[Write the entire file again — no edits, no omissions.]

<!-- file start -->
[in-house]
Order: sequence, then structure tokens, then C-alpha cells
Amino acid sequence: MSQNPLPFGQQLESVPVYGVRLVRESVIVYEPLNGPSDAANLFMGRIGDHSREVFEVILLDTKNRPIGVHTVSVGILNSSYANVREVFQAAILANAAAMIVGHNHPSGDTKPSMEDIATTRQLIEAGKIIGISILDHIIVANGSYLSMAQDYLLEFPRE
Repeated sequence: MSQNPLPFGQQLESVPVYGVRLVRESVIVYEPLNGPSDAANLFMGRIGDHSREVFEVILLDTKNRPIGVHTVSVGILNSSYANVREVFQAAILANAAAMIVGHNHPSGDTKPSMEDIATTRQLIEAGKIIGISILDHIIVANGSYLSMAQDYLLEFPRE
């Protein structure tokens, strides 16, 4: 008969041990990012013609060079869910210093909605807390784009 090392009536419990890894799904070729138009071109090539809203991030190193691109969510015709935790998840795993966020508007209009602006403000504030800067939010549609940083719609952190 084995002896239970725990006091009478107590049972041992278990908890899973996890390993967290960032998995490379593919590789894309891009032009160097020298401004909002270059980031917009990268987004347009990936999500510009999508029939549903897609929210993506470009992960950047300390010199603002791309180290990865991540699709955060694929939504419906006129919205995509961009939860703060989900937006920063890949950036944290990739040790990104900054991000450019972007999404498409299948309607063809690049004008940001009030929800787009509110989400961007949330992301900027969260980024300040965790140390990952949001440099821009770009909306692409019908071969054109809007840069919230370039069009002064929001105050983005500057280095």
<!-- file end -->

[in-house]
Order: sequence, then structure tokens, then C-alpha cells
Amino acid sequence: MSQNPLPFGQQLESVPVYGVRLVRESVIVYEPLNGPSDAANLFMGRIGDHSREVFEVILLDTKNRPIGVHTVSVGILNSSYANVREVFQAAILANAAAMIVGHNHPSGDTKPSMEDIATTRQLIEAGKIIGISILDHIIVANGSYLSMAQDYLLEFPRE
Repeated sequence: MSQNPLPFGQQLESVPVYGVRLVRESVIVYEPLNGPSDAANLFMGRIGDHSREVFEVILLDTKNRPIGVHTVSVGILNSSYANVREVFQAAILANAAAMIVGHNHPSGDTKPSMEDIATTRQLIEAGKIIGISILDHIIVANGSYLSMAQDYLLEFPRE
């Protein structure tokens, strides 16, 4: 008969041990990012013609060079869910210093909605807390784009 090392009536419990890894799904070729138009071109090539809203991030190193691109969510015709935790998840795993966020508007209009602006403000504030800067939010549609940083719609952190 084995002896239970725990006091009478107590049972041992278990908890899973996890390993967290960032998995490379593919590789894309891009032009160097020298401004909002270059980031917009990268987004347009990936999500510009999508029939549903897609929210993506470009992960950047300390010199603002791309180290990865991540699709955060694929939504419906006129919205995509961009939860703060989900937006920063890949950036944290990739040790990104900054991000450019972007999404498409299948309607063809690049004008940001009030929800787009509110989400961007949330992301900027969260980024300040965790140390990952949001440099821009770009909306692409019908071969054109809007840069919230370039069009002064929001105050983005500057280095």